Digital Camera World July 2020

Digital Camera is the definitive guide to digital SLR photography and will show you how to improve any digital photo. It’s packed with practical photography advice and Photoshop tutorials to help you become a better digital photographer. With buying advice to help you choose the DSLR, compact system camera, lens, tripod, printer, or camera bag that’s right for you, it covers all DSLRs including Canon EOS/Rebel and Nikon systems. The perfect title for both amateur and pro photographers

United Kingdom
Future Publishing Ltd
USD 6.99
USD 59.99
13 Números

en este número

1 min.

There’s a school of thought that says if you want to shoot images worthy of a professional, then you should be shooting in Manual mode. That’s not necessarily true, of course: you’ll find many a pro who uses a semi-automatic mode. But shooting in Manual does offer you a better understanding of how to properly manipulate camera settings to get the images you want – and that’s what we’re looking at in our cover feature (p62). As we went to press, more lockdown restrictions were about to be eased, but we will continue to focus on photography you can enjoy at home or under current restrictions – head to Photo Active (p10), Stay at Home (p37) and our editing tutorials section (p50). Also this month, we round up the best…

1 min.
this month’s contributors

Clare Shapcott Fine-art photographer The award-winning photographer specialises in family and wedding portraiture – and more. Clare shares some creative ways to use digital backdrops, from page 10. Adam Cooper Image custodian and curator When not working in the movie industry, Adam’s other role is custodian and curator of the Michael Cooper archive of images shot in the 1960s and early 1970s. Tanya Nagar Street photographer We speak to the author of Life in 50mm and The New Street Photographer’s Manifesto about her latest collaboration, the Covid Street fundraising project. Matt Holland Landscape photographer Somerset native Matt has worked in a wide range of photographic genres but we’re calling on his landscape skills in this month’s Photo Active. Turn to page 14. Claire Gillo Creative photographer Photographer and writer Claire is constantly coming up with new ideas and approaches, and shares two of her…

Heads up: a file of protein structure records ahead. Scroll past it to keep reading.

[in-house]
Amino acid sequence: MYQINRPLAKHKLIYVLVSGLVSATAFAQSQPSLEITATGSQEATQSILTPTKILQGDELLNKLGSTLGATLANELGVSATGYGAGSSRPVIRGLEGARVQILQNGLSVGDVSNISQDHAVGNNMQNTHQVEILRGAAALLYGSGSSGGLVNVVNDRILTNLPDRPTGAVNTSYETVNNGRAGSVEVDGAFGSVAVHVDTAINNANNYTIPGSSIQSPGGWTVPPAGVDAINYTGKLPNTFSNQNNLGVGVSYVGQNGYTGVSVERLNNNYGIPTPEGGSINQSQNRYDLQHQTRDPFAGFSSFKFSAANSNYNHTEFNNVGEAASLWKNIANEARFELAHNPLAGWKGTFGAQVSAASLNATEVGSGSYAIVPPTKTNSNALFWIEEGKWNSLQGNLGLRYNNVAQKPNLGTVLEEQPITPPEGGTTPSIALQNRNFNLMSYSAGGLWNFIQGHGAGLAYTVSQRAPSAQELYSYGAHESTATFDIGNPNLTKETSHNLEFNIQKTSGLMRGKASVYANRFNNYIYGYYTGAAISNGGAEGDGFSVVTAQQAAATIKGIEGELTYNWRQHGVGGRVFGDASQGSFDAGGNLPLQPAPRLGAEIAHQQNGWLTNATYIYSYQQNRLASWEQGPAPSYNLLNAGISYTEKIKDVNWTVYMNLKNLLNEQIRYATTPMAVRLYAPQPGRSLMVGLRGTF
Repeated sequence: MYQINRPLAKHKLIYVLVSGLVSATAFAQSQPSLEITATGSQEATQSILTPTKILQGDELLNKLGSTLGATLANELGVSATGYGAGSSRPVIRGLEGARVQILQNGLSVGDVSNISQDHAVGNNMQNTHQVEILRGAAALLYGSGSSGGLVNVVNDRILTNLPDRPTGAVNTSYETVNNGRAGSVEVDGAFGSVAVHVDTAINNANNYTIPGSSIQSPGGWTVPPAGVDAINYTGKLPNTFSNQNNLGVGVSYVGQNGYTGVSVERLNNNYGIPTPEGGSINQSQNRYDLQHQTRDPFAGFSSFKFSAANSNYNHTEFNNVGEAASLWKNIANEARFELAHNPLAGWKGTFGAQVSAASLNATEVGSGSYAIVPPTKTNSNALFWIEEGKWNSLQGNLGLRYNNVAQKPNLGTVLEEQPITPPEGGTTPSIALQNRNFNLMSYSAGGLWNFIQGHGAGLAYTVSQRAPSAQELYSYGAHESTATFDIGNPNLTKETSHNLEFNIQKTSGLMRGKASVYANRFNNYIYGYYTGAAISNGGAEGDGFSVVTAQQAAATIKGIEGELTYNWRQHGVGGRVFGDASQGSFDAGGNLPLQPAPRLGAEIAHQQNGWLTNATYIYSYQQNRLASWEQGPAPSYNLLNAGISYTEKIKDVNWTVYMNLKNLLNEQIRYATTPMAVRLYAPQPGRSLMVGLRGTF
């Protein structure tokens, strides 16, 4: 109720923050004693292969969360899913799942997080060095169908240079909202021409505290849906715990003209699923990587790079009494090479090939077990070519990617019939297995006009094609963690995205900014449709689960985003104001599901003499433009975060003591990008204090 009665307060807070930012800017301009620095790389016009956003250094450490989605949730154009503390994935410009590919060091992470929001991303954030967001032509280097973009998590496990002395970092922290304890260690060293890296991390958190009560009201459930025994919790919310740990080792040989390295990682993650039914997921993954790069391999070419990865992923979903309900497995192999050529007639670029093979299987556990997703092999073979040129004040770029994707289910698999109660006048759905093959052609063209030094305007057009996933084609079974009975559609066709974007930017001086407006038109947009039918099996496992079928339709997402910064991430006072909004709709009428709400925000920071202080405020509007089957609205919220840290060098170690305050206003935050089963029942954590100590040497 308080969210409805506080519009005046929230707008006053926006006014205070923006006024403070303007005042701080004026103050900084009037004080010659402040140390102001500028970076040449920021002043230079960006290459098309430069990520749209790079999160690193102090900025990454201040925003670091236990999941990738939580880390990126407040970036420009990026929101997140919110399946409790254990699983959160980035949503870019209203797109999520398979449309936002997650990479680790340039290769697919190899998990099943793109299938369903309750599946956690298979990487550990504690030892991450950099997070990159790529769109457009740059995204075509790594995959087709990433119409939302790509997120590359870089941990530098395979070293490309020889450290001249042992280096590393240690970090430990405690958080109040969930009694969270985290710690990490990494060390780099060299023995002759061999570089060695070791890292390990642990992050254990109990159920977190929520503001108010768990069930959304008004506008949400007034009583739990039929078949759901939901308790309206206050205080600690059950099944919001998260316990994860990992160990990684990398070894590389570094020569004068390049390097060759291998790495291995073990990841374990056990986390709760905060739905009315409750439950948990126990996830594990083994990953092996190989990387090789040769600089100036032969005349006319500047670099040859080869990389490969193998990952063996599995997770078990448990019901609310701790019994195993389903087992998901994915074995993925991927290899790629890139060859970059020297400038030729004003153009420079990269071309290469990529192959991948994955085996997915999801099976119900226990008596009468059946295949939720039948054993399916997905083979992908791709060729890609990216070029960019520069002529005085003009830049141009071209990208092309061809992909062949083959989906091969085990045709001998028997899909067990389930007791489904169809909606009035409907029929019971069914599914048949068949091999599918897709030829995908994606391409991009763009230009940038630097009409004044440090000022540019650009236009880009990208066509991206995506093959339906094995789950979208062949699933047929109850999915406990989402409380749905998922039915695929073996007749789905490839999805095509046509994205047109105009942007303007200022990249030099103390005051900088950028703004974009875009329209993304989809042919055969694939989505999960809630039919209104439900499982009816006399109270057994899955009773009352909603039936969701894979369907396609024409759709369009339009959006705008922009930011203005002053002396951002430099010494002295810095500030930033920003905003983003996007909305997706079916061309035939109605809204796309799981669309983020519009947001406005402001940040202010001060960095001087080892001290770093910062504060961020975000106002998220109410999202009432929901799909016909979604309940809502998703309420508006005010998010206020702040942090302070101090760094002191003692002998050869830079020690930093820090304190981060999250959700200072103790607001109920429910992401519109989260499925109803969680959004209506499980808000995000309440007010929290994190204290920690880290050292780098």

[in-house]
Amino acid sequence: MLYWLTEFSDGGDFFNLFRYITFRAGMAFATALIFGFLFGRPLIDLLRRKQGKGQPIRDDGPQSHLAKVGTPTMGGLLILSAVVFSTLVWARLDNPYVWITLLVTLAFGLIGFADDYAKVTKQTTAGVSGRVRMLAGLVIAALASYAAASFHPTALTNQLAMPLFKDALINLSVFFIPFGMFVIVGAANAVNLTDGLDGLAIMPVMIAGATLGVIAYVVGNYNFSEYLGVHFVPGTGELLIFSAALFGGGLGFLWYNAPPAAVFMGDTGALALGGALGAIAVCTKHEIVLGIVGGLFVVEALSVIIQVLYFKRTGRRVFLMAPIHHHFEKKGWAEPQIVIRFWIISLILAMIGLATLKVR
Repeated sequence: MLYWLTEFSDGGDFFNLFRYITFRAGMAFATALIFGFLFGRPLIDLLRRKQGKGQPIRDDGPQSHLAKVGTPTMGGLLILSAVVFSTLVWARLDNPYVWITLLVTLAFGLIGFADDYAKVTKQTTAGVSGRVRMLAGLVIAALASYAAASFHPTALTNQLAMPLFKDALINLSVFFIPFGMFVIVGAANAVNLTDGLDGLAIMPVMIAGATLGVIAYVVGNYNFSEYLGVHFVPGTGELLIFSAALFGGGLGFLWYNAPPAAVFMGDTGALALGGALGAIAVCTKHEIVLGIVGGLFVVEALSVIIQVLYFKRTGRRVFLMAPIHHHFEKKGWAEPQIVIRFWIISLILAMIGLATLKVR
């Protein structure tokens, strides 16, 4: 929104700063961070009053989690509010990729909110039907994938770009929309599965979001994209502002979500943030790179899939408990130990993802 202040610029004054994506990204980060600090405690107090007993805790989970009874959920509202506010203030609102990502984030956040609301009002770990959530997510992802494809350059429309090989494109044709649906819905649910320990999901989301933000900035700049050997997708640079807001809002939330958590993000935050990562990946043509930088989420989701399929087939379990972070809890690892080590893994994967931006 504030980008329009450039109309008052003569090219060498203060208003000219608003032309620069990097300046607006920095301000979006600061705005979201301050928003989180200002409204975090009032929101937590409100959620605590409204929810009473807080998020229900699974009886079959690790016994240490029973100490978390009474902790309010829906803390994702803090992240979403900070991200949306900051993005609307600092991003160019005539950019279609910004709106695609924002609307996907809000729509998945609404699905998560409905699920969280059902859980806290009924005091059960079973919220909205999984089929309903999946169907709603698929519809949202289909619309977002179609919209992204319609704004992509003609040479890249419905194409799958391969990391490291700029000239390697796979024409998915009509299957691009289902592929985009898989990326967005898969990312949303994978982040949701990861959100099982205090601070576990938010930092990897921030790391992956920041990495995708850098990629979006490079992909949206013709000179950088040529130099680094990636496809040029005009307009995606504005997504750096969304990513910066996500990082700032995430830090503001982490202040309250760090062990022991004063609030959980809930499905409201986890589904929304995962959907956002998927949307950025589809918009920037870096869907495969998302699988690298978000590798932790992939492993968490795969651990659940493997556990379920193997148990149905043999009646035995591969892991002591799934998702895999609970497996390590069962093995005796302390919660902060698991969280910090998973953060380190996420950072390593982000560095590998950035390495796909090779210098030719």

1 min.
think big with small objects

Creating and using digital backdrops is a very rewarding creative project you can try from home. It is great as it requires very little setting up. Your imagination is the only limit when it comes to digital backdrops, as you really can create anything with the power of Photoshop. For Clare, this has given her a chance to be creative with her children while everyone has been on lockdown at home. The images represent how the children imagine themselves and their surroundings while they play ‘pretend’ at home. The most important part of creating composite images is consistency. You do not need the most amazing kit, but it is important to use the same settings and keep the same perspective and lighting. This will keep your images as believable as possible. Clare…

2 min.
setting sail

1 Gather your props Clare says: “This is where your imagination can come into play. The boat I used for this image was an ornament from my home. I actually used a standard blanket for my backdrop, which you can clamp to anything sturdy – or even use a curtain, which I have done in the past. “I put the boat on a tall stool, as I wanted to be able to take a few different perspectives. I added a sheet of blue knitted fabric to use as the ‘sea’.” 2 Set up your camera “I used my Canon EOS 5D Mk III and Canon’s 50mm f/1.8 lens, which is a good-value lens and great for home projects like this; but any lens will do the trick. “I generally shoot at ISO 50 in my…

3 min.
create a sense of stillness

With the need for tripods, filters and some understanding of your camera’s Manual mode, long exposures can seem confusing. There’s a lot to get to grips with, and understanding the basics is only a small part of the journey, with composition and location making up the remainder of the challenge. If you are new to long exposures, keeping things simple is best. Think minimalist! Heading to a river or lake is advised: by comparison, long exposures on coastlines are far more challenging as you must contend with tide times, sand, pebbles and mud, which can complicate the experience. Here are some helpful tips to get you on your way… 1 Keep it clean By slowing down your shutter speed, you will be able to smooth out water or cloud movement. This will amplify…

2 min.
contagious plant photography

Hairy dogs can capture all sorts of undergrowth in their fur. While Bruce Malcolm was taking some ‘sticky beak’ (bidens pilosa) burrs off his dog one day, with the TV news playing in the background, he made a visual connection with the idea of a virus, and a new photo project was born. “The TV was showing images of the coronavirus, so I thought I’d try to emulate them with the burr,” he says. “As the virus has no colour, what we see is an artistic interpretation, so I decided to emulate the TV station’s dramatic approach and used deep-red cellophane paper over the flash units.” Although the results are certainly eye-catching, the photo shoot turned out not to last as long as Bruce had expected. “I was going to refine the…